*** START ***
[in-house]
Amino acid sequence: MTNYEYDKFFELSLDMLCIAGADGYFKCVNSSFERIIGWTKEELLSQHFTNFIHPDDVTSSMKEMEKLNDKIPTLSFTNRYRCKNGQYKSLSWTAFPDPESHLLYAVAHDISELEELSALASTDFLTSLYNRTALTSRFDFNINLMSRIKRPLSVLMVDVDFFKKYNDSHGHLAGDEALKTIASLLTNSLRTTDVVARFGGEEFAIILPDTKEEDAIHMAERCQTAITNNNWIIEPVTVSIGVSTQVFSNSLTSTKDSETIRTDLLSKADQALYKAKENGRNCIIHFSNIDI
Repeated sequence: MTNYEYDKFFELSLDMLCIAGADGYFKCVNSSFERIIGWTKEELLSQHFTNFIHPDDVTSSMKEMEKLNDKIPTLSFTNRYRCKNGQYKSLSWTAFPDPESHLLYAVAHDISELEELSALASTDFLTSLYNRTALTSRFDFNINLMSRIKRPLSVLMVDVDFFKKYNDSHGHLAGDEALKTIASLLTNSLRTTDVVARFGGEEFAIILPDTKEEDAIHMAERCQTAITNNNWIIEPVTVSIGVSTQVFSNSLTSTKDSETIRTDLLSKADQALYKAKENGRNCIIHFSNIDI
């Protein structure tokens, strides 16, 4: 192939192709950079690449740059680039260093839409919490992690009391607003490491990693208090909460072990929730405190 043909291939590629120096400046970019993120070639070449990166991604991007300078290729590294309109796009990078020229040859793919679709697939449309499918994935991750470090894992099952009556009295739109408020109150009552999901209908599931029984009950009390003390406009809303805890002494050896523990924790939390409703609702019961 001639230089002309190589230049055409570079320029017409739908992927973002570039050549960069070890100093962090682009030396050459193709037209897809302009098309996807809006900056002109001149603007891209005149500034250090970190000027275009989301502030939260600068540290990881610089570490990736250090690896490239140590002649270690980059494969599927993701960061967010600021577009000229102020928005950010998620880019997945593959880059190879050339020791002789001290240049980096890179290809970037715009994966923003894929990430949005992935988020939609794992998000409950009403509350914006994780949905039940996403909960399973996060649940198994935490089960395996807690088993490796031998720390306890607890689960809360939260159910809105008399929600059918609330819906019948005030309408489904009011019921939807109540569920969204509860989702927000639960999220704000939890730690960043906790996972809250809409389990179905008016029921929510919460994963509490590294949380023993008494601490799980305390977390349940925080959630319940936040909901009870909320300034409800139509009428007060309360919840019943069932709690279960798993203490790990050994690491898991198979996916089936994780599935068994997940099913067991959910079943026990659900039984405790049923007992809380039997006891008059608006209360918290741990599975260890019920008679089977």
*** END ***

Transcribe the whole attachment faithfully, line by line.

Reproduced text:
[in-house]
Amino acid sequence: MTNYEYDKFFELSLDMLCIAGADGYFKCVNSSFERIIGWTKEELLSQHFTNFIHPDDVTSSMKEMEKLNDKIPTLSFTNRYRCKNGQYKSLSWTAFPDPESHLLYAVAHDISELEELSALASTDFLTSLYNRTALTSRFDFNINLMSRIKRPLSVLMVDVDFFKKYNDSHGHLAGDEALKTIASLLTNSLRTTDVVARFGGEEFAIILPDTKEEDAIHMAERCQTAITNNNWIIEPVTVSIGVSTQVFSNSLTSTKDSETIRTDLLSKADQALYKAKENGRNCIIHFSNIDI
Repeated sequence: MTNYEYDKFFELSLDMLCIAGADGYFKCVNSSFERIIGWTKEELLSQHFTNFIHPDDVTSSMKEMEKLNDKIPTLSFTNRYRCKNGQYKSLSWTAFPDPESHLLYAVAHDISELEELSALASTDFLTSLYNRTALTSRFDFNINLMSRIKRPLSVLMVDVDFFKKYNDSHGHLAGDEALKTIASLLTNSLRTTDVVARFGGEEFAIILPDTKEEDAIHMAERCQTAITNNNWIIEPVTVSIGVSTQVFSNSLTSTKDSETIRTDLLSKADQALYKAKENGRNCIIHFSNIDI
């Protein structure tokens, strides 16, 4: 192939192709950079690449740059680039260093839409919490992690009391607003490491990693208090909460072990929730405190 043909291939590629120096400046970019993120070639070449990166991604991007300078290729590294309109796009990078020229040859793919679709697939449309499918994935991750470090894992099952009556009295739109408020109150009552999901209908599931029984009950009390003390406009809303805890002494050896523990924790939390409703609702019961 001639230089002309190589230049055409570079320029017409739908992927973002570039050549960069070890100093962090682009030396050459193709037209897809302009098309996807809006900056002109001149603007891209005149500034250090970190000027275009989301502030939260600068540290990881610089570490990736250090690896490239140590002649270690980059494969599927993701960061967010600021577009000229102020928005950010998620880019997945593959880059190879050339020791002789001290240049980096890179290809970037715009994966923003894929990430949005992935988020939609794992998000409950009403509350914006994780949905039940996403909960399973996060649940198994935490089960395996807690088993490796031998720390306890607890689960809360939260159910809105008399929600059918609330819906019948005030309408489904009011019921939807109540569920969204509860989702927000639960999220704000939890730690960043906790996972809250809409389990179905008016029921929510919460994963509490590294949380023993008494601490799980305390977390349940925080959630319940936040909901009870909320300034409800139509009428007060309360919840019943069932709690279960798993203490790990050994690491898991198979996916089936994780599935068994997940099913067991959910079943026990659900039984405790049923007992809380039997006891008059608006209360918290741990599975260890019920008679089977």